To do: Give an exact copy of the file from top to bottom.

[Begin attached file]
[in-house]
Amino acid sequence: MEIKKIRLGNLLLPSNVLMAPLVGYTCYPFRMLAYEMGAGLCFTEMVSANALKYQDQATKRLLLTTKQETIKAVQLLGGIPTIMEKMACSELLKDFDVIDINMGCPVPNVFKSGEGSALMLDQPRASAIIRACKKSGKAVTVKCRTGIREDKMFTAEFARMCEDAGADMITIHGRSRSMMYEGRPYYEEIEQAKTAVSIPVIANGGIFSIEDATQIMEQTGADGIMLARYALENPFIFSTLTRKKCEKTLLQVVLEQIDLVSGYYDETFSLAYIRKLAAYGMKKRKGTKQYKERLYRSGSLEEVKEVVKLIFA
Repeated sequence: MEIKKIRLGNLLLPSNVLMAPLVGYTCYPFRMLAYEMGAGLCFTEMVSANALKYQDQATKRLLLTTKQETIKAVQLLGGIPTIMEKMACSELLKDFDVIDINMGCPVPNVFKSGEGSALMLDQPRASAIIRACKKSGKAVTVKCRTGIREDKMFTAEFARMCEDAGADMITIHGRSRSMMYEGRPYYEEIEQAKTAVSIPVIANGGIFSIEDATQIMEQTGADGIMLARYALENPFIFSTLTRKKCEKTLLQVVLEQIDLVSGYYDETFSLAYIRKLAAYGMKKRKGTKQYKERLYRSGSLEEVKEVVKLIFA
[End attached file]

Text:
[in-house]
Amino acid sequence: MEIKKIRLGNLLLPSNVLMAPLVGYTCYPFRMLAYEMGAGLCFTEMVSANALKYQDQATKRLLLTTKQETIKAVQLLGGIPTIMEKMACSELLKDFDVIDINMGCPVPNVFKSGEGSALMLDQPRASAIIRACKKSGKAVTVKCRTGIREDKMFTAEFARMCEDAGADMITIHGRSRSMMYEGRPYYEEIEQAKTAVSIPVIANGGIFSIEDATQIMEQTGADGIMLARYALENPFIFSTLTRKKCEKTLLQVVLEQIDLVSGYYDETFSLAYIRKLAAYGMKKRKGTKQYKERLYRSGSLEEVKEVVKLIFA
Repeated sequence: MEIKKIRLGNLLLPSNVLMAPLVGYTCYPFRMLAYEMGAGLCFTEMVSANALKYQDQATKRLLLTTKQETIKAVQLLGGIPTIMEKMACSELLKDFDVIDINMGCPVPNVFKSGEGSALMLDQPRASAIIRACKKSGKAVTVKCRTGIREDKMFTAEFARMCEDAGADMITIHGRSRSMMYEGRPYYEEIEQAKTAVSIPVIANGGIFSIEDATQIMEQTGADGIMLARYALENPFIFSTLTRKKCEKTLLQVVLEQIDLVSGYYDETFSLAYIRKLAAYGMKKRKGTKQYKERLYRSGSLEEVKEVVKLIFA